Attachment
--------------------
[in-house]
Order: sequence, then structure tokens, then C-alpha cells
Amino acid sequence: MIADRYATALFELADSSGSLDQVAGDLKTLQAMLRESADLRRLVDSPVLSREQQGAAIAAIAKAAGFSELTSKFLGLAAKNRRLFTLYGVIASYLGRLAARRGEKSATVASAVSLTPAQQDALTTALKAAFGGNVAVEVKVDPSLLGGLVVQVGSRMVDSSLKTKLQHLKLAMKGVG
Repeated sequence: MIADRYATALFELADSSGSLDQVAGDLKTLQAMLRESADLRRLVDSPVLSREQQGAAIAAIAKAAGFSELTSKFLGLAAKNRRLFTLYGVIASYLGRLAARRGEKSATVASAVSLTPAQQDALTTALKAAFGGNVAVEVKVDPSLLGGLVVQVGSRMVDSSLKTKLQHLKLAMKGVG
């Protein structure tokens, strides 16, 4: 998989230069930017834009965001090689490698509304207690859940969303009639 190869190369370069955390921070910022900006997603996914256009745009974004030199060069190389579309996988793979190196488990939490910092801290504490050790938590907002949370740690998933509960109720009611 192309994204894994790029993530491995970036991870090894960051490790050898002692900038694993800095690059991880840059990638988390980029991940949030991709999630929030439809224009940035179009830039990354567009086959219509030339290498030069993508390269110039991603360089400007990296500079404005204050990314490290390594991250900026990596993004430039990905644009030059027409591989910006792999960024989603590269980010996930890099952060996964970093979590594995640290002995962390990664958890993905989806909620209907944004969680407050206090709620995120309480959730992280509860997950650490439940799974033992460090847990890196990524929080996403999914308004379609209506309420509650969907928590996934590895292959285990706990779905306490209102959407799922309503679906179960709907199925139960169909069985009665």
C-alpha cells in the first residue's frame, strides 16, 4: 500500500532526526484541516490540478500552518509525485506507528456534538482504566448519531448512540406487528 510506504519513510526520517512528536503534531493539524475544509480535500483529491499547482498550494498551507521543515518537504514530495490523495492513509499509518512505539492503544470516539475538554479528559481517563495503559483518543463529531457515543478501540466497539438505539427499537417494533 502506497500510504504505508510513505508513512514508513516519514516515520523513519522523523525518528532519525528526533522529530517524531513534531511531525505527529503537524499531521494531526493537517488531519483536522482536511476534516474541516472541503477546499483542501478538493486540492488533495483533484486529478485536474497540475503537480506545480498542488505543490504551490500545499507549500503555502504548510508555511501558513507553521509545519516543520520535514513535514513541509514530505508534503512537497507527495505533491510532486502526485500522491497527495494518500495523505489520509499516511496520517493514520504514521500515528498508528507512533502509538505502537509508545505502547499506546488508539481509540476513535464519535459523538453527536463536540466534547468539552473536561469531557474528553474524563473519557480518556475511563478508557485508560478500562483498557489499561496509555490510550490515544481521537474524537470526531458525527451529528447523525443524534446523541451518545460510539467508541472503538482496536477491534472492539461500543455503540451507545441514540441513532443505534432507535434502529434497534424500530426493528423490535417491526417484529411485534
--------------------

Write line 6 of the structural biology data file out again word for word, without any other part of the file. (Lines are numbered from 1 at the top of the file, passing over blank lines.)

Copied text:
C-alpha cells in the first residue's frame, strides 16, 4: 500500500532526526484541516490540478500552518509525485506507528456534538482504566448519531448512540406487528 510506504519513510526520517512528536503534531493539524475544509480535500483529491499547482498550494498551507521543515518537504514530495490523495492513509499509518512505539492503544470516539475538554479528559481517563495503559483518543463529531457515543478501540466497539438505539427499537417494533 502506497500510504504505508510513505508513512514508513516519514516515520523513519522523523525518528532519525528526533522529530517524531513534531511531525505527529503537524499531521494531526493537517488531519483536522482536511476534516474541516472541503477546499483542501478538493486540492488533495483533484486529478485536474497540475503537480506545480498542488505543490504551490500545499507549500503555502504548510508555511501558513507553521509545519516543520520535514513535514513541509514530505508534503512537497507527495505533491510532486502526485500522491497527495494518500495523505489520509499516511496520517493514520504514521500515528498508528507512533502509538505502537509508545505502547499506546488508539481509540476513535464519535459523538453527536463536540466534547468539552473536561469531557474528553474524563473519557480518556475511563478508557485508560478500562483498557489499561496509555490510550490515544481521537474524537470526531458525527451529528447523525443524534446523541451518545460510539467508541472503538482496536477491534472492539461500543455503540451507545441514540441513532443505534432507535434502529434497534424500530426493528423490535417491526417484529411485534